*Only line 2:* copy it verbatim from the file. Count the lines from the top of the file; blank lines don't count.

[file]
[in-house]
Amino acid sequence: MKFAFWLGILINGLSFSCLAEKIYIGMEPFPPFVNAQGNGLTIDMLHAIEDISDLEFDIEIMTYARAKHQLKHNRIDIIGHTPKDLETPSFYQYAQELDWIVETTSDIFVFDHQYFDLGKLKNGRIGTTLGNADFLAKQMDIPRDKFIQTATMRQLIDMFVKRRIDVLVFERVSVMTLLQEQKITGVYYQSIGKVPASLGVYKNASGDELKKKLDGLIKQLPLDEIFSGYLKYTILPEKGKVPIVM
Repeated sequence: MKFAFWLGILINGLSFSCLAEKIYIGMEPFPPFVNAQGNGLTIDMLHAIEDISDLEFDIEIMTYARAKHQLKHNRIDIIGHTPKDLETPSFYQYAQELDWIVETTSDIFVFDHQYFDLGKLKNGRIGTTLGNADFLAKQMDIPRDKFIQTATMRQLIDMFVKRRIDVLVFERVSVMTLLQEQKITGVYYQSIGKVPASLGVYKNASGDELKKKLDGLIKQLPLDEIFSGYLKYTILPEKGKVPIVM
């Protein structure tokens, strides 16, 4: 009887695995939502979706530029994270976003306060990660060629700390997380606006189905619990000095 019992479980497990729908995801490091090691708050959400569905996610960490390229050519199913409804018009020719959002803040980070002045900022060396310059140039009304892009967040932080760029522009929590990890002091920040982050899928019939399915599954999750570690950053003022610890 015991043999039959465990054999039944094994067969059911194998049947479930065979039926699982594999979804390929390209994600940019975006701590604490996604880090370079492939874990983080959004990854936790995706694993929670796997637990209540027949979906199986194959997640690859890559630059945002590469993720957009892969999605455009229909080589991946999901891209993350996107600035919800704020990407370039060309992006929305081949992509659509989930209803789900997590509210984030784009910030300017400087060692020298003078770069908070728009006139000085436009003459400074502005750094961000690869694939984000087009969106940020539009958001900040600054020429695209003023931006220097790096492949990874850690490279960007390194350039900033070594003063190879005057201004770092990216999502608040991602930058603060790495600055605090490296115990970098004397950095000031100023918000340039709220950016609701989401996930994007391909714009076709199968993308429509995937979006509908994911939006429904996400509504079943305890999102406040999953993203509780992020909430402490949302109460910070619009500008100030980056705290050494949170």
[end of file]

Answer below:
Amino acid sequence: MKFAFWLGILINGLSFSCLAEKIYIGMEPFPPFVNAQGNGLTIDMLHAIEDISDLEFDIEIMTYARAKHQLKHNRIDIIGHTPKDLETPSFYQYAQELDWIVETTSDIFVFDHQYFDLGKLKNGRIGTTLGNADFLAKQMDIPRDKFIQTATMRQLIDMFVKRRIDVLVFERVSVMTLLQEQKITGVYYQSIGKVPASLGVYKNASGDELKKKLDGLIKQLPLDEIFSGYLKYTILPEKGKVPIVM